Skip to main content Skip to footer site map

THE JUNGLE Will Return to St. Ann's Warehouse in April

THE JUNGLE Will Return to St. Ann's Warehouse in April

On April 2, St. Ann's Warehouse and Good Chance will bring The Jungle, which they have newly repurposed for touring, back to St. Ann's Warehouse, where it made its triumphant, sold-out American Premiere last season in a co-production with The National Theatre and the Young Vic. Determined to continue addressing the U.S. refugee crisis, and fueled by the production's capacity to humanize displaced people, evoke empathy, and spur activism, the two organizations have joined forces to extend the reach of this uniquely impactful work to the epicenter of the crisis and to the seat of policymaking about it: Tijuana, where a new Good Chance Theatre Dome will provide a place for community-building and creative expression for asylum-seekers on the Mexico/U.S. border; and Washington, DC, where The Jungle will begin a North American tour produced by Good Chance and St. Ann's, on the eve of the 2020 presidential election.

Susan Feldman, Founding Artistic Director of St. Ann's Warehouse, said, "The Jungle offers a poignant response to harsh government policies toward refugees and worsening conditions for migrants across the globe. More and more people are suffering as abuses are hidden from view and totalitarian governments rise on the backs of those in need. We hope the production's return to New York, the simultaneous construction of a Good Chance Dome on our border with Mexico, and the tour of The Jungle to American cities-including, first and foremost, the nation's capital-will sound the alarm and encourage people to take action on behalf of our shared humanity."

Joe Murphy and Joe Robertson, Good Chance founders and artistic directors, and co-writers of The Jungle, said, "The Jungle is a play about the challenge of understanding each other. It came from a place where many different nationalities of refugees were forced to live side by side, and to somehow, despite intensely difficult and often perilous circumstances, get on as a community. It feels like a story that is more important than ever. We are so proud to have made this play with many of the friends we made while running a theatre in the Jungle refugee camp in Calais, and even more proud that alongside the running of the play, we will be building a brand-new theatre in Tijuana. It is our hope that The Jungle, together with a Good Chance Dome on the border, will create new ways for all of us to understand the movements that are happening in our world today, and which are only increasing. Migration is no longer a possibility; it is a fact. And it is our collective responsibility to find new ways to welcome people into our societies."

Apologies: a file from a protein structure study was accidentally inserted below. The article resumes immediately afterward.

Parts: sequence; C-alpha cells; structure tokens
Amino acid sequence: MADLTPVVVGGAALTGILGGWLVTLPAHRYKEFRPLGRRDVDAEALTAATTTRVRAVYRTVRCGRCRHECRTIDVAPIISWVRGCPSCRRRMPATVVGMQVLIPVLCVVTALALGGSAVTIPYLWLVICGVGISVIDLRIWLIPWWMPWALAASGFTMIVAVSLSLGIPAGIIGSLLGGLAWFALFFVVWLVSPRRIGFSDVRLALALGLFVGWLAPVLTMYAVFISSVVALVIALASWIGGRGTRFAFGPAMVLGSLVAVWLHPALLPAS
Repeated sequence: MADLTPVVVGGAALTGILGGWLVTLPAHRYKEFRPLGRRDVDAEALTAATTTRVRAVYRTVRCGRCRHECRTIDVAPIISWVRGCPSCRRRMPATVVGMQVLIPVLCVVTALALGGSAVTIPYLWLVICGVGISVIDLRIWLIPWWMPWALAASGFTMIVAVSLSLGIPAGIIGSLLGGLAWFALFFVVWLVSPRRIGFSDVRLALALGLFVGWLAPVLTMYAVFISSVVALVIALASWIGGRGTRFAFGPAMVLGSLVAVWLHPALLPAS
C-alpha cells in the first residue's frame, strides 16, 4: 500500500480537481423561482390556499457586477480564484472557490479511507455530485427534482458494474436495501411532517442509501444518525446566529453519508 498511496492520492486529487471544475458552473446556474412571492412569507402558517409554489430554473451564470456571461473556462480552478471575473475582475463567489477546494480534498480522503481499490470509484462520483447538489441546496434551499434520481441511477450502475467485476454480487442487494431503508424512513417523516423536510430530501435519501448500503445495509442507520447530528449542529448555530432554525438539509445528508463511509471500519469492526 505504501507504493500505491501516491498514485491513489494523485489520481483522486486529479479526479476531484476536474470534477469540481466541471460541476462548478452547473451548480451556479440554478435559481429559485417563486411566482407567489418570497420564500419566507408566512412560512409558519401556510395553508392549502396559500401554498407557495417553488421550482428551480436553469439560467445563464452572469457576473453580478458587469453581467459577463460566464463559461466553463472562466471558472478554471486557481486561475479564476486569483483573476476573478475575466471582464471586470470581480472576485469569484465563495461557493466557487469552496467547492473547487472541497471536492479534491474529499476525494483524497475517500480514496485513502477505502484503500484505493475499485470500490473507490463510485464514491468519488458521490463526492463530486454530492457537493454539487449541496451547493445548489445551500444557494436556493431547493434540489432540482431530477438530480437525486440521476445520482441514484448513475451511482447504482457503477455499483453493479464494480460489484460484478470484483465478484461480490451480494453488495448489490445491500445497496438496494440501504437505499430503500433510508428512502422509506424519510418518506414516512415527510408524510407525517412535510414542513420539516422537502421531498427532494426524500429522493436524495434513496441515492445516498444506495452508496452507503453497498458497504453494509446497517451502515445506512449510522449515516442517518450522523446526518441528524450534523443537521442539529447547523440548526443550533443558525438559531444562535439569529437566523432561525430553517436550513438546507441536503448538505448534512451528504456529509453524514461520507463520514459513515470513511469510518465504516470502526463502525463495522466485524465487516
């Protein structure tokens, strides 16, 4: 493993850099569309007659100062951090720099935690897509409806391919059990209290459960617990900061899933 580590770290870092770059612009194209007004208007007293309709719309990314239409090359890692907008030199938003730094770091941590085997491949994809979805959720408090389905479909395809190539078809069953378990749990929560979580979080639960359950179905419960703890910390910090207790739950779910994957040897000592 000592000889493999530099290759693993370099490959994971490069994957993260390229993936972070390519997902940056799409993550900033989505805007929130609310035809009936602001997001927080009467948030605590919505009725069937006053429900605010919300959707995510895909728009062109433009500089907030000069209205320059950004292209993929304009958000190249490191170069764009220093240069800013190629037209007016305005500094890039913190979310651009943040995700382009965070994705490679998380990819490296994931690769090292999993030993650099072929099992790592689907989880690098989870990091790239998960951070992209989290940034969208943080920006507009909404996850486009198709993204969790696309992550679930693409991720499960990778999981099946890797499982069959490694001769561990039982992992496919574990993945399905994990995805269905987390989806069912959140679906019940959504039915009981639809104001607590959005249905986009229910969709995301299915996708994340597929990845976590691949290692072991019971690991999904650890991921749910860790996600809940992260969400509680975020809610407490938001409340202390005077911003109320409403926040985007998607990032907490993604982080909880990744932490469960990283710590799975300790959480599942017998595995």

Rep. Nydia M. Velázquez (D-NY), said, "Having seen The Jungle firsthand, I can attest that it is a powerful piece of art that can drive change and raise voices on behalf of displaced people. Its expansion to Tijuana and Washington, DC will mean broader audiences and policymakers will have an opportunity to experience this performance and draw inspiration from its story as we fight to oppose and reverse policies that cruelly target refugees. Now more than ever we need insightful, visionary work like this, and I'm excited more people will be engaged by this moving story."

The Jungle is an intense remembrance of the bulldozed camp in Calais, France, where thousands of refugees who had escaped drought, war, and strife in countries in Africa and the Middle East waited for their "good chance" passage to Britain. With minimal resources in the squalid, sprawling landfill-turned-makeshift-camp, immigrants and committed volunteers built a warm, self-governing society-with restaurants, shops, a school, a church, a sauna-from nothing. With the fervent hope that this short-term society would be remembered in all its complexity, Joe Murphy and Joe Robertson wrote The Jungle after going to Calais and constructing a theater in a geodesic dome they called the Good Chance Dome.

Directed by Stephen Daldry (The Crown, The Inheritance) and Justin Martin (The Crown, The Inheritance), the play invites the audience inside a faithfully replicated Afghan restaurant where endless cycles of survival and threat, failed social contracts, creative thought and action, and acts of compassion unfold. The New Yorker wrote, "[The Jungle] does not so much present its story as plunge us directly into it, to astonishing emotional effect."

Most media coverage of refugees tends to focus on unfolding humanitarian crises and the rabid responses to them among rising nationalist movements and governments; the individual stories of the fleeing men, women and children, like those living in the Calais Jungle, are rarely heard. The Jungle centers these personal stories and the events leading up to the camp's demolition by the French government in a sharp-eyed tribute to human resourcefulness and resilience against enormous odds.

The Jungle has been energizing an international conversation around immigration, borders, and the lived experiences of refugees ever since its momentous first co-production with The National Theatre at the Young Vic in December 2017. In 2018, it had a highly successful run on London's West End before making its American Premiere at St. Ann's Warehouse, where it played to over 20,000 New Yorkers, garnered inclusion on numerous major critics' Best Theater of the Year lists, and won a special citation in the 2019 OBIE Awards.